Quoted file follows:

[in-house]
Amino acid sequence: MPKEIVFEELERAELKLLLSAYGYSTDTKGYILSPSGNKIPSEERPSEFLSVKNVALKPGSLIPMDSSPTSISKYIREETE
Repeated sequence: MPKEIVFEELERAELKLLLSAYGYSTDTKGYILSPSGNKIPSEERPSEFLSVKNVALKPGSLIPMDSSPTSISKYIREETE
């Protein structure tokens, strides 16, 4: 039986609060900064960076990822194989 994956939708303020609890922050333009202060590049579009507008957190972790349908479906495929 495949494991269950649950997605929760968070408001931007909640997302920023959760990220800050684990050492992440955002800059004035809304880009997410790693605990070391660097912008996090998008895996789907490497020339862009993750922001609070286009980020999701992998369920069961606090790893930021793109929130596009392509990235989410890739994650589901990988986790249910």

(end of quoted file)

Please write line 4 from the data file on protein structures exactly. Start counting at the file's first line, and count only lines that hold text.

């Protein structure tokens, strides 16, 4: 039986609060900064960076990822194989 994956939708303020609890922050333009202060590049579009507008957190972790349908479906495929 495949494991269950649950997605929760968070408001931007909640997302920023959760990220800050684990050492992440955002800059004035809304880009997410790693605990070391660097912008996090998008895996789907490497020339862009993750922001609070286009980020999701992998369920069961606090790893930021793109929130596009392509990235989410890739994650589901990988986790249910």